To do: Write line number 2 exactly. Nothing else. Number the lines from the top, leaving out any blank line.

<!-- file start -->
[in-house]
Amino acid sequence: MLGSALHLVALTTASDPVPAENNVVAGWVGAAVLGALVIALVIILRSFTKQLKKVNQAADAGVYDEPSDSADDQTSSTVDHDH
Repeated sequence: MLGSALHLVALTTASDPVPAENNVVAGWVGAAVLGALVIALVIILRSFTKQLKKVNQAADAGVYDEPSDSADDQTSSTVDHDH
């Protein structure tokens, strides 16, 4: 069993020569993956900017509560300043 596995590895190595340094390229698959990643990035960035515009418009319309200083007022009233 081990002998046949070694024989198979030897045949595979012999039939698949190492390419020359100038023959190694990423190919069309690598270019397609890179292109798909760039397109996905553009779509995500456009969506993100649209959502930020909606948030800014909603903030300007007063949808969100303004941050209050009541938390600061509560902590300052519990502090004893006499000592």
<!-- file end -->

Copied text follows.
Amino acid sequence: MLGSALHLVALTTASDPVPAENNVVAGWVGAAVLGALVIALVIILRSFTKQLKKVNQAADAGVYDEPSDSADDQTSSTVDHDH